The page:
Dr Watkins added: « The ApiShield trap is elegant, simple, and requires little maintenance. Its proven efficacy goes far beyond protection against the Asian hornet. Even before the Asian hornet arrives in a region, it will be worthwhile installing a trap to act as an early-warning sentinel. At the end of the season, a trap is especially effective in trapping Asian hornet queens seeking winter shelter — trapped queens in autumn reduce the population for the following season thereby acting as a severe brake on the hornet’s advance. »
Unlike bait traps, ApiShield does not trap non-target pollinators such as flies and butterflies. ApiShield is also far more effective than bait traps and does not require bait replenishment — ever-present honeybee pheromones act as the bait.
ApiShield is now available for all major hive types including British National, Dadant and Langstroth. Currently available in hard-wearing pine wood, a polystyrene version is also planned for the near future.
Notes To Editors
Identifying the Asian Hornet
The Asian hornet (Vespa velutina) is smaller than the native European hornet (Vespa crabro). It is dark brown or black with a velvety appearance. It has a dark abdomen, becoming yellow in the last segments, with yellow edges around the other black/brown sclerites (hardened outer body parts). It has yellow-tipped legs and has a black head with an orange face.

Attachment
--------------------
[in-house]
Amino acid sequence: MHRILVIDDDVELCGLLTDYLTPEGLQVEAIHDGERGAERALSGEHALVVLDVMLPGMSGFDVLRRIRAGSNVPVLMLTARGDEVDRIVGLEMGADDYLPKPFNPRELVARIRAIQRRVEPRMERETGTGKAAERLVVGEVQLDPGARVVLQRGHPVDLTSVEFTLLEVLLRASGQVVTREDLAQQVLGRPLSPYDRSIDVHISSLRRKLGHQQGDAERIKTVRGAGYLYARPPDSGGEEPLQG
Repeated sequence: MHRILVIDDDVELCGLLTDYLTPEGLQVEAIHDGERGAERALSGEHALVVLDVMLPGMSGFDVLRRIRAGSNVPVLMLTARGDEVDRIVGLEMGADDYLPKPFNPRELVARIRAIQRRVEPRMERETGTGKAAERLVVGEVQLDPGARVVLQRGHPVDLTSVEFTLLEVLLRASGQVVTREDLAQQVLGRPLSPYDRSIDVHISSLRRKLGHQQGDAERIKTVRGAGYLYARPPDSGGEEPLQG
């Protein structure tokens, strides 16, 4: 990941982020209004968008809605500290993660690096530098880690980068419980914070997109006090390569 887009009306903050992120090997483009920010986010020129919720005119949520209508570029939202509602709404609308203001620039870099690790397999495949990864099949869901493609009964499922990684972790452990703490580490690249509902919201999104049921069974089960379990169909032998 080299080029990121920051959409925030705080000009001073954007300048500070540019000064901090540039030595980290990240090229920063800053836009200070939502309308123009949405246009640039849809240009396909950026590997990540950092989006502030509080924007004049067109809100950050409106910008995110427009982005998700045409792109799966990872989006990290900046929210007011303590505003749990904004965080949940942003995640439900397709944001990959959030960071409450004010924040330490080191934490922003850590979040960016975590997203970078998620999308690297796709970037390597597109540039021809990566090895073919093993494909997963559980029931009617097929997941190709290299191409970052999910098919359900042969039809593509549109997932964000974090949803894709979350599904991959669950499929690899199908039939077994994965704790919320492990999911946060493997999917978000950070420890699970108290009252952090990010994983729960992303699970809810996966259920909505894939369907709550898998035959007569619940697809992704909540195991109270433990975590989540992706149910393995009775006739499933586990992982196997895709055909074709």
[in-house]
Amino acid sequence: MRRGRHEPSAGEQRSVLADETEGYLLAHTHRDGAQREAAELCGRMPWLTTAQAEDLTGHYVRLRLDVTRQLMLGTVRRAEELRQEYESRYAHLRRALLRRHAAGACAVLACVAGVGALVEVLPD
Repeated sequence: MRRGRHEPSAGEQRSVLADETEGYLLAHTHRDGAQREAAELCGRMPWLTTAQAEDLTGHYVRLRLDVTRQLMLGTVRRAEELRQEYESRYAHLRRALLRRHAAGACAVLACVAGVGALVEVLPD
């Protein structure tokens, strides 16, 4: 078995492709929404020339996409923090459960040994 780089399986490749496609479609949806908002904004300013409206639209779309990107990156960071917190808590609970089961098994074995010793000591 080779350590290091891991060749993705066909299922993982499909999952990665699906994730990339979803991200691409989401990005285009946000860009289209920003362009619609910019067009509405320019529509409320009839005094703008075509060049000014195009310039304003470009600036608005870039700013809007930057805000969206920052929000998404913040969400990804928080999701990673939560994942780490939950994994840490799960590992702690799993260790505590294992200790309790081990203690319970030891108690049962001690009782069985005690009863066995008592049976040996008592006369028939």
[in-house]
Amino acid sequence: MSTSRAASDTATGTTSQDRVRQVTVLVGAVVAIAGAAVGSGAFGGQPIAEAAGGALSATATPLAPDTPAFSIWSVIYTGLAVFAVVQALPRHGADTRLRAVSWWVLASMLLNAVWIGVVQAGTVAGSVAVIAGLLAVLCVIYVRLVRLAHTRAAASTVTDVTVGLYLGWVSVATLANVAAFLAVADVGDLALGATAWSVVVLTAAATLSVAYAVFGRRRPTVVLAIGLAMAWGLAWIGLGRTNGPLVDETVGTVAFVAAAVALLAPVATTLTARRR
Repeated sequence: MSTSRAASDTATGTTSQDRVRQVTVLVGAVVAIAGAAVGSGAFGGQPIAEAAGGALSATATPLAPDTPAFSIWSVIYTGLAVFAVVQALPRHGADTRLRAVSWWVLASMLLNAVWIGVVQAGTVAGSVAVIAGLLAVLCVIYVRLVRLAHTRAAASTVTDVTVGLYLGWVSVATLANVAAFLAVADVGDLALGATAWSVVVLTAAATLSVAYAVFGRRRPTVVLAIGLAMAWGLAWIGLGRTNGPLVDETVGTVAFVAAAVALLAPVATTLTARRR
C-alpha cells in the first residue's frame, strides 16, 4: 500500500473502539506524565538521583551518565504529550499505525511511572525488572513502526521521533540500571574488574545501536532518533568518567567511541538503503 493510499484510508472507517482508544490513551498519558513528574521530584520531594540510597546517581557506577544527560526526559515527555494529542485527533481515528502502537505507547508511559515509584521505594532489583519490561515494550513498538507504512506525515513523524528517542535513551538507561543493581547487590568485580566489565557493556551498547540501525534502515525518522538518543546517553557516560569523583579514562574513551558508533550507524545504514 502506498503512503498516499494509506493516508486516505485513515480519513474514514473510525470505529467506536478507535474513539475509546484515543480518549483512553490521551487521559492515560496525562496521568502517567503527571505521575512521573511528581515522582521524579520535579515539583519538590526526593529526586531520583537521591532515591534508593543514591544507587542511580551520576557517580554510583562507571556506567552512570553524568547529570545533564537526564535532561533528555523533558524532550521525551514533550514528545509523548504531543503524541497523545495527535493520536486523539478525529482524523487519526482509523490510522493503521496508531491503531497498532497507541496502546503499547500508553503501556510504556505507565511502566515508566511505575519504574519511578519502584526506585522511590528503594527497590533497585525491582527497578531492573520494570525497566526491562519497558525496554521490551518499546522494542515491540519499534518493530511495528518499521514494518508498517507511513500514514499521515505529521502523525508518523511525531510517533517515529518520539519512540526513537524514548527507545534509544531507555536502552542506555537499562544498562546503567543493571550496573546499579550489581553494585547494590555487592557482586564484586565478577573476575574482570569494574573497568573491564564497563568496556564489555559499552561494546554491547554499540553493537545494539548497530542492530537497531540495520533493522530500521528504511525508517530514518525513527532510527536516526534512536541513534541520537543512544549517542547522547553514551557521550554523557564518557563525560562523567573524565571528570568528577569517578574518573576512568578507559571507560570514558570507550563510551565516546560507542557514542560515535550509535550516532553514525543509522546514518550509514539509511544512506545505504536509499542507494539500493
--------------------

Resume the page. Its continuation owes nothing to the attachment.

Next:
About Vita (Europe) Ltd
Vita (Europe) Limited is a mite control and honeybee health specialist. It is the world’s largest dedicated supplier of honeybee health products to the honey and pollination industries. With a rigorous and ethical approach to research and development into honeybee health, Vita has no commercial interests in crop pesticides or crop breeding that may be harmful to honeybees.
Vita researches, develops, and manufactures a range of honeybee health products. Its headquarters are in the UK, it has offices in Italy, France and Russia, and partners across the globe. These products are marketed internationally through a network of 60 distributors in 50 countries.
Vita’s product range to improve honeybee health includes anti-varroa acaricides – Apistan® (outside the USA/Canada) and Apiguard® – chalkbrood and wax moth controls, foulbrood diagnostic kits and health-promoting feeds. Vita products have been registered by more than 60 veterinary authorities.
Vita promotes sustainable beekeeping through Integrated Pest Management (IPM). Its treatments are designed to inhibit the build-up of resistance and wherever possible contain natural compounds and biological controls that are benign to all but the target pests.
Vita invests a very high proportion of its turnover in research and development. Research partners include universities such as Cardiff, Milan, Udine and Naples and institutes such as the Tierhygienisches Institut (Institute of Animal Health) in Freiburg, Germany, the UK Central Science Laboratory and the USDA in America. Vita’s innovative research and development work has been recognised by and has received support from the UK Government.
As a result of its primary research of natural control agents, Vita is currently engaged in new projects exploring mite control in the agriculture, veterinary, and horticulture industries as well as public health and human allergen control.
See www.vita-europe.com for more information.
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Stephen Fleming at Palam Communications
Tel +44 (0) 1635 299116